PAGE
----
A few Saturdays ago, I hopped into my car at 11.45 and put my seatbelt on. As I placed my phone in the coffee holder between the two front seats – a habit I really need to break, as it makes checking you’re phone at the traffic lights far too tempting – I noticed an alert pop up.
“Dance studio – 9 minutes drive”, it shared.
It was a helpful offering from Google Maps, even though I hadn’t asked for it.
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My phone had done some work on my behalf, you see.
It matched up the day (Saturday), with the time (almost midday – when my kids’ dance classes end), and it recognised that historically, almost every Saturday this year, I’ve journeyed in the car to pick them up at around this point.
Depending on your view of technology and privacy, you’ll either view this small gesture as: a) immensely helpful, or b) a little bit terrifying.
I fall into camp b.
The amount of data that our phones capture, store and analyse about our daily habits and routines is staggering.
Google Maps, for instance, logs every single trip you take when your phone is on you – even if you have never once opened the app.
My dear old mum, who is pushing 70, has Google Maps on her phone and I can guarantee you, the only way it has ever been opened is by accident. Yet, her phone is logging a valuable cache of data about her daily commute to work, her grocery runs on a Tuesday after leaving the office, her trips to the local for a chicken shnitty on a Friday night.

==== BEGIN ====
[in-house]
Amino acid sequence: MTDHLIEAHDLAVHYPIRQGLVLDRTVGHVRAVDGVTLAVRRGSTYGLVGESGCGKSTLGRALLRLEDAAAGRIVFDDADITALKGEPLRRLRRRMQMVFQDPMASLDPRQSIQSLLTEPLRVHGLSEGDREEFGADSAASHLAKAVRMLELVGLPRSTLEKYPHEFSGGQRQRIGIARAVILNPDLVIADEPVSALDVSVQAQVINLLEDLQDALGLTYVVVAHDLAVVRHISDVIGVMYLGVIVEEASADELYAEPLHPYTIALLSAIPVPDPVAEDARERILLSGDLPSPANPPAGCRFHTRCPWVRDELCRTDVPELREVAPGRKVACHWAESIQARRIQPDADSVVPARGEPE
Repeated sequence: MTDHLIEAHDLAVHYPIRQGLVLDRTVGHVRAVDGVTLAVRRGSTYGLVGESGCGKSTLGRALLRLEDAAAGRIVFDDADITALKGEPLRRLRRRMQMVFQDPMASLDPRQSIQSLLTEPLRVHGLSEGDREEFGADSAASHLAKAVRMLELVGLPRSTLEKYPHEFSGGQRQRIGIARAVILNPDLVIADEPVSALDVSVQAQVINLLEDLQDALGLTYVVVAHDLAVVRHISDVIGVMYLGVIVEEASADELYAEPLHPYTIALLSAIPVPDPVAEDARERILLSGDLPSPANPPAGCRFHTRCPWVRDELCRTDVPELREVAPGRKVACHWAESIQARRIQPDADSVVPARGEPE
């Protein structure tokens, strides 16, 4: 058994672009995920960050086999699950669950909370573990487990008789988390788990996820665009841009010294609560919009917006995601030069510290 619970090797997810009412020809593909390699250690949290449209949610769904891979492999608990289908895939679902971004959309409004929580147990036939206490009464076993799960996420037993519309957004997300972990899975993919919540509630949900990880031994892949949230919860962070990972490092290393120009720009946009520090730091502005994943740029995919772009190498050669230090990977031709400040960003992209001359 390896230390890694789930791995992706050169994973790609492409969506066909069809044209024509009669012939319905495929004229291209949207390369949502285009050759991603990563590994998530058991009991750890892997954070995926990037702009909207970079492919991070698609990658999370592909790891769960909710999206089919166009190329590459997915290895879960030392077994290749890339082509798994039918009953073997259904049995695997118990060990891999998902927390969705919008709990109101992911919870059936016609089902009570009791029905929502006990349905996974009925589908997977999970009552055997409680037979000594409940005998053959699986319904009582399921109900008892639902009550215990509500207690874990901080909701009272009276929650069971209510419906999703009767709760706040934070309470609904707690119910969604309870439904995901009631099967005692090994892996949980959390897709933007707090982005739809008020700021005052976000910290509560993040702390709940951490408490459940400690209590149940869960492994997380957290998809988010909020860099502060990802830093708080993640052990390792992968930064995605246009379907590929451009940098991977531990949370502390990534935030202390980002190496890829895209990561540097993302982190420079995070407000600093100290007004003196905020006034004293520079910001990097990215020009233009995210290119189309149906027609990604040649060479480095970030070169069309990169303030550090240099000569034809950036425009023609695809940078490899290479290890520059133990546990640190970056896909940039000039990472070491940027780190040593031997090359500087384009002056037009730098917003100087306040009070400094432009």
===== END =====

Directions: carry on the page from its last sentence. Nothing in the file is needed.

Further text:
That might seem innocuous enough. But what happens with that data? Who owns it? How can they monetise it? And what impact is it going to have on us?
Hear me out on this: our phones and digital maps log our daily commute. What if, one day, it starts sharing that data with our banks. And the data shows that we’re having more sick days, or that we’re working less hours. Could that result in the bank contacting us saying: We’re noticing a change in your employment habits, we’re going to put your credit card on hold in the interim until you can prove you’re still employed.
I can’t shake the feeling that we’re marching heard-first towards a society where everything, everyone and every little action is going to be highly monitored, and worse, policed.
Anyone remember the movie Minority Report? Yikes…
Thankfully, if this idea bothers you, there is something you can do about it. If not – maybe leave your phone at home every now and then?